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Original research
Population-based BRCA1/2 testing programmes are highly acceptable in the Jewish community: results of the JeneScreen Study


Background Ashkenazi Jewish (AJ) people have a higher incidence of BRCA1/2 pathogenic variants (PVs) than unselected populations. Three BRCA-Jewish founder mutations (B-JFMs) comprise >90% of BRCA1/2 PVs in AJ people. Personal/family cancer history-based testing misses ≥50% of people with B-JFM.

Methods We compared two population-based B-JFM screening programmes in Australia—using (1) an online tool (Sydney) and (2) in-person group sessions (Melbourne).

Results Of 2167 Jewish people tested (Sydney n=594; Melbourne n=1573), 1.3% (n=28) have a B-JFM, only 2 of whom had a significant cancer family history (Manchester score ≥12). Pretest anxiety scores were normal (mean 9.9±3.5 (6–24)), with no significant post-result change (9.5±3.3). Decisional regret (mean 7.4±13.0 (0–100)), test-related distress (mean 0.8+/2.2 (0–30)) and positive experiences (reverse-scored) (mean 3.4±4.5 (1–20)) scores were low, with no significant differences between Sydney and Melbourne participants. Post-education knowledge was good overall (mean 11.8/15 (±2.9)) and significantly higher in Melbourne than Sydney. Post-result knowledge was the same (mean 11.7 (±2.4) vs 11.2 (±2.4)). Participants with a B-JFM had higher post-result anxiety and test-related distress and lower positive experiences, than those without a B-JFM, but scores were within the normal range. Family cancer history did not significantly affect knowledge or anxiety, or pretest perception of B-JFM or cancer risks. Most participants (93%) were satisfied/very satisfied with the programme.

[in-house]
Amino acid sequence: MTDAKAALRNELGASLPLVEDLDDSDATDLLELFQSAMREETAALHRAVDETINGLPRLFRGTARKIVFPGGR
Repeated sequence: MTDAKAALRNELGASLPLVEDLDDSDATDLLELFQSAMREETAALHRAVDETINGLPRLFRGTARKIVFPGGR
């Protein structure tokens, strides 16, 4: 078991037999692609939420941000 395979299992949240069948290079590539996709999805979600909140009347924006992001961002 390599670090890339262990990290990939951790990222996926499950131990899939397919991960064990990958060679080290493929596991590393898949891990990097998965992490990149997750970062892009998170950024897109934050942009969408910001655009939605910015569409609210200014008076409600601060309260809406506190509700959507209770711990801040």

Conclusion Both B-JFM screening programmes are highly acceptable to Australian Jewish communities. The programme enabled identification of several individuals who were previously unaware they have a B-JFM, many of whom would have been ineligible for current criteria-based testing in Australia.

  • Genetic Testing
  • Genetic Counseling
  • Ethics
  • Genetics, Population
  • Heredity

Data availability statement

Data are available upon reasonable request. Data are made available in the supplemental materials. Further data are available upon reasonable request.

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